In a word, this book was infuriating. And it’s so sad because this was one of my most anticipated sequels of the year and it kills me to be let down like this. I had such high hopes after falling so in love with The Beautiful, loving the balance of paranormal and historical fiction, and it felt like everything I loved about that first book was tossed out the window, landed in a dumpster, and was set on fire. Who allowed Ahdieh to write this utter bullshit? Why didn’t anyone stop her?
There are two areas that really ruined this book for me and because of those there was little else I could focus on. The first is the writing and the way Ahdieh decided to craft this story in such an abysmal way. She has always been a solid writer to me, someone I can rely on to give me the narrative and structure I require. And yet, she appeared to be possessed by some kind of demon and decided to not only write this story in multiple POVs but different tenses as well. I don’t know why every other POV was in third and Bastien’s was in first, nor do I know why his tense was present and the rest in third was in past, but it has to be one of the worst things I’ve encountered in a while. There was little to no rhyme or reason to structure the narrative this way. Yes, I understand that Bastien awakening as a newborn vampire is an important thing to experience but not if we have to write varying narratives to do so. Ahdieh is not a first person author so why she decided to try it out for the first time now is beyond me. If this narrative choice wasn’t enough to anger any reader, especially after the wonder of the first, then the actual plot should do it.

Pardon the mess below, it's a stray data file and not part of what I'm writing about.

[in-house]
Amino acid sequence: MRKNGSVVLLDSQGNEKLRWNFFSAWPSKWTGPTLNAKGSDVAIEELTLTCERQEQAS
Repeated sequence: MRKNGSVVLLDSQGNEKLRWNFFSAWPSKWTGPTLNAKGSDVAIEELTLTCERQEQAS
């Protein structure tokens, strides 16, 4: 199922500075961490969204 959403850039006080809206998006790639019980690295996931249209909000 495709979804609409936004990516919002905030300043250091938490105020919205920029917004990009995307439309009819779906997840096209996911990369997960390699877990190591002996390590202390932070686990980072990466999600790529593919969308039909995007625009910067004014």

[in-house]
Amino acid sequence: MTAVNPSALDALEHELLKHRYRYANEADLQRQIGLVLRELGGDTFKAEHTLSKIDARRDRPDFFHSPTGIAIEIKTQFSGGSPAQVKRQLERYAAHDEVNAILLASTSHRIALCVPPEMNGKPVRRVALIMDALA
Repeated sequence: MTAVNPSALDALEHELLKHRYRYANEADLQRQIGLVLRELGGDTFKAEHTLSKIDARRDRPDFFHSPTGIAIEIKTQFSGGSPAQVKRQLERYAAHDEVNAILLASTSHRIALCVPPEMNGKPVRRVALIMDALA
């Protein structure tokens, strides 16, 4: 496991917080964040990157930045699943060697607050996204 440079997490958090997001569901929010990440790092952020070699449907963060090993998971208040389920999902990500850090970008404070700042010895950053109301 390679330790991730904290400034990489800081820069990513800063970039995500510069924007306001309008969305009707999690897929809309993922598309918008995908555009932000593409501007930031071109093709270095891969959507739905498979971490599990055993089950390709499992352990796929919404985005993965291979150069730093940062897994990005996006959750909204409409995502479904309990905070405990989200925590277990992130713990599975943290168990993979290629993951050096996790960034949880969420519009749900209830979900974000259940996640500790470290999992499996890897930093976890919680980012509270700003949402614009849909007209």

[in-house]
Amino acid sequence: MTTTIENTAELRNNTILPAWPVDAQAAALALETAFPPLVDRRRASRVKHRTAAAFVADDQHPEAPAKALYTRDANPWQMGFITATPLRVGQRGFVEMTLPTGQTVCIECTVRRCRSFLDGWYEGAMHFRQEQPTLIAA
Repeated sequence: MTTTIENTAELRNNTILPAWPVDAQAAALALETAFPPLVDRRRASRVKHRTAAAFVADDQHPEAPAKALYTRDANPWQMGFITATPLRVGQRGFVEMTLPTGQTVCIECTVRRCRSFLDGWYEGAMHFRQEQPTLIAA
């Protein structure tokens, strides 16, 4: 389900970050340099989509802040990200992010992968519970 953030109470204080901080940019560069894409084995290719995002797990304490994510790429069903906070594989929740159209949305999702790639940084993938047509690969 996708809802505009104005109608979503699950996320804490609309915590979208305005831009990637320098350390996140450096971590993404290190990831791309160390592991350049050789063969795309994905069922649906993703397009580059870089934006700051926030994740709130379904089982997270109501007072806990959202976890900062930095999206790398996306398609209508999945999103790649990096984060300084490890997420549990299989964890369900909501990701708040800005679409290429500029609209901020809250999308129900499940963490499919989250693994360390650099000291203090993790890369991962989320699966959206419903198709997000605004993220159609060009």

The thing with the plot is that there was very little of it. You finish the first book expecting it to be a brewing war between vampires and werewolves, (you know, Twilight) but apparently that wasn’t enough. Apparently we had to bring in every fantasy and paranormal creature under the sun but the kitchen sink and throw it into a convoluted plot. Doing this made the story that much more muddled and crowded and the inclusion of fey and dwarves and fairies felt like too much. Multiple worlds and realms? Ethereal halflings? A mystical throne everyone will go to war for? And I thought the amnesia trope was bad enough. It felt like Ahdieh either lost touch with her initial purpose or felt like she needed to do this to shrug the Twilight comparisons off. Either way, it was a terrible decision and ruined everything I enjoyed from the first book. Gone was my historical fiction, gone was my mysterious paranormal story, and in its place was a muddled, complicated, desperate to be a fantasy novel mess.
If you’re thinking of starting this series, don’t. The mess of this book is not worth the beauty of the first book. The narrative is a disaster, the plot is too busy fighting for dominance that you don’t know where to look, and the character are reduced to one dimensional cliches. Not even the romance of Celine and Bastien can save this dumpster fire. Trust me, save your time and money. Don’t read this.
Following the events of The Beautiful, Sébastien Saint Germain is now cursed and forever changed. The treaty between the Fallen and the Brotherhood has been broken, and war between the immortals seems imminent. The price of loving Celine was costly. But Celine has also paid a high price for loving Bastien.
Still recovering from injuries sustained during a night she can’t quite remember, her dreams are troubled. And she doesn’t know she has inadvertently set into motion a chain of events that could lead to her demise and unveil a truth about herself she’s not quite ready to learn.
Forces hiding in the shadows have been patiently waiting for this moment for centuries. And just as Bastien and Celine begin to uncover the danger around them, they learn their love could tear them apart.
New York Times bestselling author Renée Ahdieh returns with the second installment of her new sumptuous, sultry and romantic series, The Beautiful.